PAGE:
Fear of 2019-nCoV - the Coronavirus – is gradually spreading across the globe as infections and deaths continue to increase in number and territory.
The toll currently stands at over 2700 deaths and over 80 000 reported cases across the globe. And those are the cases that we know of.
South Africa has become one of the recent countries affected by coronavirus, with three confirmed case of Coronavirus so far.
Still, the climbing death toll and new suspicions that the virus could spread through anything from water droplets to building pipes has plenty of people worrying: ‘what would happen if I were to contract the Coronavirus?’
The financial dangers of a Coronavirus attack
Life insurance is the obvious answer to the financial ravages of an epidemic – and a safe bet, too.
“As a rule of thumb your policy should pay out if you pass away from something like the Coronavirus in your home country,” says CEO of MiWayLife insurance Craig Baker. “You need to check for things like geographies that may be excluded by your life insurance policy and the type of work that you do, if you for example have an occupation that could put you at high risk for something like the Coronavirus.”
… However, your life may not be the primary financial casualty of something like the Coronavirus.
“With an epidemic like Coronavirus, which is incredibly contagious but actually has a lower mortality rate than SARS or Avian Flu, the biggest risk is loss of income,” says Baker. “Quarantine could be needed, but no clear rules exist in South Africa as to how long a person must be isolated if they were to contract the virus. With other more common contagious infections, such as Tuberculosis, the general standard is four weeks or more. So, not being able to work for a month or more could be devastating to a person’s finances without income protection.” Of course, getting insurance once you have contracted something like this is pretty much out of the question, so upfront protection is critical in cases like this.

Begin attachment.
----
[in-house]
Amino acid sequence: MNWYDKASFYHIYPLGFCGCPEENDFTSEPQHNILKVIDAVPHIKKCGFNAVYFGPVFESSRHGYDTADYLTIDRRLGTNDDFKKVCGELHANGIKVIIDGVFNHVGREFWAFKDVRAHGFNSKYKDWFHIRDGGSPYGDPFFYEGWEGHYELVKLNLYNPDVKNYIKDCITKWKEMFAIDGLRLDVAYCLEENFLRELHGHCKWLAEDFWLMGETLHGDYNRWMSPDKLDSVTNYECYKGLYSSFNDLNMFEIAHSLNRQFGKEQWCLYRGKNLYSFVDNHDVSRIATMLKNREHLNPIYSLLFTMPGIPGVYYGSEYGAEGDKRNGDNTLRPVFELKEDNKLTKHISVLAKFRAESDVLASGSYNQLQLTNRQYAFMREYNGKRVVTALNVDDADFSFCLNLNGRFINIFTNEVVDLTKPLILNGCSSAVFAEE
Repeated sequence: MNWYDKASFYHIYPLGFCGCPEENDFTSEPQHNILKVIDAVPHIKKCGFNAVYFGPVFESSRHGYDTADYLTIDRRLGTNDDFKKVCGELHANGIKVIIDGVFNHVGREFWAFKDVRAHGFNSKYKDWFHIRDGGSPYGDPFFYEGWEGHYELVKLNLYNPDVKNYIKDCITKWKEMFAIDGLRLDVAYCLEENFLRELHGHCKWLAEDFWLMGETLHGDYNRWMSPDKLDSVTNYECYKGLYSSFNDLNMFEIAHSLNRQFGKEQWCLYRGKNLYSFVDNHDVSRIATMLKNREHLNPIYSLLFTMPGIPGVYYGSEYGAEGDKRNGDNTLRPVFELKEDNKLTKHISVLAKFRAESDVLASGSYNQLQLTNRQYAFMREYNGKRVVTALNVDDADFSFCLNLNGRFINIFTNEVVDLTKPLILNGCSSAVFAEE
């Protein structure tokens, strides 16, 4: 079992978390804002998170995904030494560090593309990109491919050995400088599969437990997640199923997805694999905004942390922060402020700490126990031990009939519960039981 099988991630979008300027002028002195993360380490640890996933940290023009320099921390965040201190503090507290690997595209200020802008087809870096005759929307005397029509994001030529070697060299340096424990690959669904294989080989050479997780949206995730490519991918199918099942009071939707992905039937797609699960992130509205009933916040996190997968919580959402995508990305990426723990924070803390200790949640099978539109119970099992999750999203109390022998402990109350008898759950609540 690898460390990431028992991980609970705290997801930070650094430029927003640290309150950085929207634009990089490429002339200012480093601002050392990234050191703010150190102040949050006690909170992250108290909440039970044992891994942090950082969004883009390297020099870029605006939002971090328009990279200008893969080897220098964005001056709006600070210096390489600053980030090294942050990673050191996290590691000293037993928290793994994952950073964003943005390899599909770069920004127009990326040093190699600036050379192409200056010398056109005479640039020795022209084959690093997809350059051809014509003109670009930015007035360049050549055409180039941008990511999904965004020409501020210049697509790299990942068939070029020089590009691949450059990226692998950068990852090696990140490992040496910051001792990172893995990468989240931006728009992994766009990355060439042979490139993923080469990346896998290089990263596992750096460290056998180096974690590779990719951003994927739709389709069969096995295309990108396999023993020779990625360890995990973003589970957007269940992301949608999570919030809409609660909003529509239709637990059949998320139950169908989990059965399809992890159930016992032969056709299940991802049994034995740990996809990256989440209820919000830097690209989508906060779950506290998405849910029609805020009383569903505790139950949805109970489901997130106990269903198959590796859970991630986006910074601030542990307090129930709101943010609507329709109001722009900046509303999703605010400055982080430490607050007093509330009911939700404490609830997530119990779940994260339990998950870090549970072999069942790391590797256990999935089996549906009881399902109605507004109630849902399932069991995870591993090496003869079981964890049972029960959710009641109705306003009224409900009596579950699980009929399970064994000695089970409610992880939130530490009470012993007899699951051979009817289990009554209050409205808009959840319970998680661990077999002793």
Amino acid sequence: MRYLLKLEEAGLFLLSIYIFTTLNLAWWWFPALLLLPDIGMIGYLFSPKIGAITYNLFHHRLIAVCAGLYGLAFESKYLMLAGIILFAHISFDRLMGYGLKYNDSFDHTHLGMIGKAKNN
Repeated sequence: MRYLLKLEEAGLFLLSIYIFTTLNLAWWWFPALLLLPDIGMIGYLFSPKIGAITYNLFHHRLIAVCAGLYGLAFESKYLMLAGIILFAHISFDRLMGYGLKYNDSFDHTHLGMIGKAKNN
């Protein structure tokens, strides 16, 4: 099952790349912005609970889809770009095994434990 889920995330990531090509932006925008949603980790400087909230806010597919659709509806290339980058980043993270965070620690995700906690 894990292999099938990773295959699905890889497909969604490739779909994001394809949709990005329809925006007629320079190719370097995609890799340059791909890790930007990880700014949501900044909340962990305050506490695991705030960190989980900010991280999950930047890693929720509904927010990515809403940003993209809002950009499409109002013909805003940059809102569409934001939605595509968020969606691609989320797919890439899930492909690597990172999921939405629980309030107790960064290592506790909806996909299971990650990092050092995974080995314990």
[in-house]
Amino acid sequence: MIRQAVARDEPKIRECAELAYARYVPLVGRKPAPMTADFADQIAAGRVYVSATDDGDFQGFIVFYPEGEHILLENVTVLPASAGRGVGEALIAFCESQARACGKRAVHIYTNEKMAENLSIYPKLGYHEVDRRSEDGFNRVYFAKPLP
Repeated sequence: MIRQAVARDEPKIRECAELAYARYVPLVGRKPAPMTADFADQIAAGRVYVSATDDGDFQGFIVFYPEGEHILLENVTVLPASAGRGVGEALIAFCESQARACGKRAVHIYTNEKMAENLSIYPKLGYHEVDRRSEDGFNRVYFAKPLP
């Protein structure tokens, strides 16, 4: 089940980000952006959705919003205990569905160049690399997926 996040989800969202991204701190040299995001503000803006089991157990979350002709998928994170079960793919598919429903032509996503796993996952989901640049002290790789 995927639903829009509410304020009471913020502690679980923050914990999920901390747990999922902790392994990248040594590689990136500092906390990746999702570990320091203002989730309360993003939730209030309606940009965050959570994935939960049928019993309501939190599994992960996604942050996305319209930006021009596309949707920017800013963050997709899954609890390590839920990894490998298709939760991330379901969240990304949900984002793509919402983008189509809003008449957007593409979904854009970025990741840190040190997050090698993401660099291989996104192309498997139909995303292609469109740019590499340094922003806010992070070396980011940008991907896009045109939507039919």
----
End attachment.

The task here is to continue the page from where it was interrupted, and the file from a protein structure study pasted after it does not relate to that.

What about travel insurance?
This is where things get tricky. While a comprehensive life insurance policy guards against dread diseases, loss of income in certain situations and sudden death, travel insurance has its own set of rules.
Most people who travel frequently know that they are automatically covered with travel insurance in their airfare, but few actually know what this covers. “Travel insurance is a basic insurance against unexpected misfortune when not in your home nation – but travelling to an area known to be affected by the Coronavirus, for example China, would not necessarily be covered. It might not be considered ‘unforeseen’ if you were to contract a virus that area is in the headlines for having,” says Baker. Having said that, given the seriousness of an outbreak like the Coronavirus, life insurers may even place certain territories on a no go list where you cover could be impacted should you elect to travel to that location.
Forewarned is better than forearmed
The industry has for some time been talking about the eventual emergence of a “Super Bug” that will have the capacity to spread and kill at rates not previously seen. We have had glimpses of this through MERS, SARS and now the Coronavirus. The world has become a very small place indeed with international travel being ubiquitous and some countries in fact surviving on tourism as a major revenue generator.
Additionally, the healthcare facilities in many of these locations are not geared to deal with medical requirements of this nature at scale.
While most people would consider getting insurance specifically against Coronavirus in a country with zero infections a little paranoid, the latest outbreak highlights the need for cover when the unexpected strikes. “Life insurance should provide you with the peace of mind that you are covered in the event of something unforeseen affecting you. The Coronavirus simply introduces a new category of risk that we need to consider when dealing with our life insurance, but ultimately regardless of the reasons for you passing on, that’s what it’s there for,” concludes Baker. “Just ensure that you are comprehensively covered.”